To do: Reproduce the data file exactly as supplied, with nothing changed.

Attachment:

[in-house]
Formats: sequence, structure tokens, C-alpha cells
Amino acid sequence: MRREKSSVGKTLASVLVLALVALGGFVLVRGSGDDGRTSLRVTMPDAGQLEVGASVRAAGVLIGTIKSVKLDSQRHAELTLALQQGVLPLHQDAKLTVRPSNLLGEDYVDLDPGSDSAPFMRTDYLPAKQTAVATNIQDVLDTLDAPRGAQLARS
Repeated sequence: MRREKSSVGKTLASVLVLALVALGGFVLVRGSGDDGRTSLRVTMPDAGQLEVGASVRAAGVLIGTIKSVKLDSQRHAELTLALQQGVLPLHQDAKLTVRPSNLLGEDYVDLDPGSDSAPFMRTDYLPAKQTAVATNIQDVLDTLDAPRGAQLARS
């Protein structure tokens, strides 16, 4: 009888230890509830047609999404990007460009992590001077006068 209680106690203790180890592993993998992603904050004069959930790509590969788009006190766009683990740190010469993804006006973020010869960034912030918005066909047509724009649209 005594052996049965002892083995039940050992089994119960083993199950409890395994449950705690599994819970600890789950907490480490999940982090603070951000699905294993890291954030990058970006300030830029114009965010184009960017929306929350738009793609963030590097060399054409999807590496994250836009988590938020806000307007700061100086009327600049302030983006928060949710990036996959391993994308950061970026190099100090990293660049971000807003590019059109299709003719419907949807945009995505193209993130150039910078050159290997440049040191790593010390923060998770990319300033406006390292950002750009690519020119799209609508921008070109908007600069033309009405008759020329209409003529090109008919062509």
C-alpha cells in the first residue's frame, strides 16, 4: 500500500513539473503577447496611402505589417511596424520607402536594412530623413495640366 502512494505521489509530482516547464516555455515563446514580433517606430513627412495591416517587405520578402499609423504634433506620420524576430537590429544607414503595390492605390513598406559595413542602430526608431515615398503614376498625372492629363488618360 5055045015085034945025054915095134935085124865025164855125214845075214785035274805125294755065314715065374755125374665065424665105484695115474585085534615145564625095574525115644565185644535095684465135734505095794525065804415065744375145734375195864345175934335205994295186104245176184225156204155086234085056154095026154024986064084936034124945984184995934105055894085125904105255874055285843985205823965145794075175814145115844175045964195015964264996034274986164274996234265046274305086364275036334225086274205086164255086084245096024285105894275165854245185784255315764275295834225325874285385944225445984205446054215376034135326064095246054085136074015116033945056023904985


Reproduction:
[in-house]
Formats: sequence, structure tokens, C-alpha cells
Amino acid sequence: MRREKSSVGKTLASVLVLALVALGGFVLVRGSGDDGRTSLRVTMPDAGQLEVGASVRAAGVLIGTIKSVKLDSQRHAELTLALQQGVLPLHQDAKLTVRPSNLLGEDYVDLDPGSDSAPFMRTDYLPAKQTAVATNIQDVLDTLDAPRGAQLARS
Repeated sequence: MRREKSSVGKTLASVLVLALVALGGFVLVRGSGDDGRTSLRVTMPDAGQLEVGASVRAAGVLIGTIKSVKLDSQRHAELTLALQQGVLPLHQDAKLTVRPSNLLGEDYVDLDPGSDSAPFMRTDYLPAKQTAVATNIQDVLDTLDAPRGAQLARS
């Protein structure tokens, strides 16, 4: 009888230890509830047609999404990007460009992590001077006068 209680106690203790180890592993993998992603904050004069959930790509590969788009006190766009683990740190010469993804006006973020010869960034912030918005066909047509724009649209 005594052996049965002892083995039940050992089994119960083993199950409890395994449950705690599994819970600890789950907490480490999940982090603070951000699905294993890291954030990058970006300030830029114009965010184009960017929306929350738009793609963030590097060399054409999807590496994250836009988590938020806000307007700061100086009327600049302030983006928060949710990036996959391993994308950061970026190099100090990293660049971000807003590019059109299709003719419907949807945009995505193209993130150039910078050159290997440049040191790593010390923060998770990319300033406006390292950002750009690519020119799209609508921008070109908007600069033309009405008759020329209409003529090109008919062509």
C-alpha cells in the first residue's frame, strides 16, 4: 500500500513539473503577447496611402505589417511596424520607402536594412530623413495640366 502512494505521489509530482516547464516555455515563446514580433517606430513627412495591416517587405520578402499609423504634433506620420524576430537590429544607414503595390492605390513598406559595413542602430526608431515615398503614376498625372492629363488618360 5055045015085034945025054915095134935085124865025164855125214845075214785035274805125294755065314715065374755125374665065424665105484695115474585085534615145564625095574525115644565185644535095684465135734505095794525065804415065744375145734375195864345175934335205994295186104245176184225156204155086234085056154095026154024986064084936034124945984184995934105055894085125904105255874055285843985205823965145794075175814145115844175045964195015964264996034274986164274996234265046274305086364275036334225086274205086164255086084245096024285105894275165854245185784255315764275295834225325874285385944225445984205446054215376034135326064095246054085136074015116033945056023904985